Re-Humanising Precarious Work

Re-Humanising Precarious Work

Gordon Preece highlights recent work trends and inhumane material solutions that make any sense of vocation precarious. He asks: how can people meaningfully use their time and cultivate a sense of call in the context of labour deskilling and destabilisation?

Full Title : Re-Humanising Precarious Work: Vocation in Location Versus a New Priesthood of Cosmopolitan Techno-Creatives


This paper examines how increasing monopolisation of Liquid Modernity’s sense of vocation by celebrity techno-creatives (such as Amazon’s Jeff Bezos) displaces, divides, dehumanises and destabilises true vocation. Increasing numbers have little long-term sense of relational and creative role responsibility in real time and place—a vocation and location. This sense of dis-location, precarity, and vocational fragility, at work and home, challenges Luther’s more medieval 16th century notion of relatively universal and unchanging, located and integrated vocation. But Luther and the broader Reformed tradition may yet have more to say.

The Rise of the Creative Class leads to its concentration in accompanying cities. Techno-Creatives become a new vocational priesthood of cultural creatives. This aesthetic elite sets the tone of cultural consumerism, as opposed to the surrounding precarious service-class mired in material survival. But this produces its own urban and vocational crisis.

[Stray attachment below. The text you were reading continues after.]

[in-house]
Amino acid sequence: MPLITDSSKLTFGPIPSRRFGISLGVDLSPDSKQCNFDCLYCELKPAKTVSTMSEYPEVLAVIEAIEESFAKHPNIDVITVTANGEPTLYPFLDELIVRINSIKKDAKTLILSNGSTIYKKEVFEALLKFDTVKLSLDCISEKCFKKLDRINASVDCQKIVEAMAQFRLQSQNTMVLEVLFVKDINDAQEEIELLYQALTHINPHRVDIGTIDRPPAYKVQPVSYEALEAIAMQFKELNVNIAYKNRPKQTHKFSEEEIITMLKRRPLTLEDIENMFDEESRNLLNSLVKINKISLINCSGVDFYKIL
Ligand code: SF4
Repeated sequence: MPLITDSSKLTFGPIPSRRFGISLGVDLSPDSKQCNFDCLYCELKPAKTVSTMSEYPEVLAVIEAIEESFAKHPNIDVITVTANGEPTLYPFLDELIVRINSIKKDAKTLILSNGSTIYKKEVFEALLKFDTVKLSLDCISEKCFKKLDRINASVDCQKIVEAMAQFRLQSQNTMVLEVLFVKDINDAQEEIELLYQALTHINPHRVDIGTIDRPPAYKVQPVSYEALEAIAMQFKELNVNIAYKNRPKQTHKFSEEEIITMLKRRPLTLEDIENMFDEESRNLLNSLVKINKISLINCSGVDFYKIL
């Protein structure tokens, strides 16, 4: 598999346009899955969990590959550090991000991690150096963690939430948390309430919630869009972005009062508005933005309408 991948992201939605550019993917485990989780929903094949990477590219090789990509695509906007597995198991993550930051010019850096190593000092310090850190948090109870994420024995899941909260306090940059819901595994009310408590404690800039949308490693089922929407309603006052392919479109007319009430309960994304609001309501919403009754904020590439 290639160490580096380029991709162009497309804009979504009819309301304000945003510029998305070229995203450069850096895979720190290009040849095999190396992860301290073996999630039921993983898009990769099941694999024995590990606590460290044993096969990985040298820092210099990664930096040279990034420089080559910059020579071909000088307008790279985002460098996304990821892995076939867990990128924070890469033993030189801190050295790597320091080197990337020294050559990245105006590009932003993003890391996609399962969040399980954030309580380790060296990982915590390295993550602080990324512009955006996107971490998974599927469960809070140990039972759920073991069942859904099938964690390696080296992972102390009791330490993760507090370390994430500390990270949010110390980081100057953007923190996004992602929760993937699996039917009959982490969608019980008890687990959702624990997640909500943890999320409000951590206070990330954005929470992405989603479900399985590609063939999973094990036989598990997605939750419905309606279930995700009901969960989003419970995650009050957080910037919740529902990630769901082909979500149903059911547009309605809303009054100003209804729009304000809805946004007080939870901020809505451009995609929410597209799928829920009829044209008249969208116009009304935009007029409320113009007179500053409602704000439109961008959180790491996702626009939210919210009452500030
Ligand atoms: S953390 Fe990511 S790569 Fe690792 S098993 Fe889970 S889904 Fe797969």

Liquid Modernity’s work patterns produce an increasingly disruptive and inhumane technological pace of change which requires contemporary and classical theological resources for re-humanising it. These include the priority of the general calling to and by Christ and his people over particular callings and individual choices of vocation, the priority of justification by faith—not justification by one’s job—and the symbiotic relationship of vocation and location within a creation/new creation and trinitarian framework.


Rev’d Dr. Gordon Preece is Director of Ethos: Evangelical Alliance Centre for Christianity and Society, Facilitator of the Religion and Social Policy Network at the University of Divinity, and Chair and Executive of the Social Responsibilities Committee of the Anglican Diocese of Melbourne. Gordon has international leadership roles on the Board of the Theology of Work Project and with the Lausanne Movement’s Marketplace Ministry and Workplace Networks. He is author/editor of thirteen books, about half on ethics and half on work. Gordon is married to Susan and has three adult children and three spirited grandsons.

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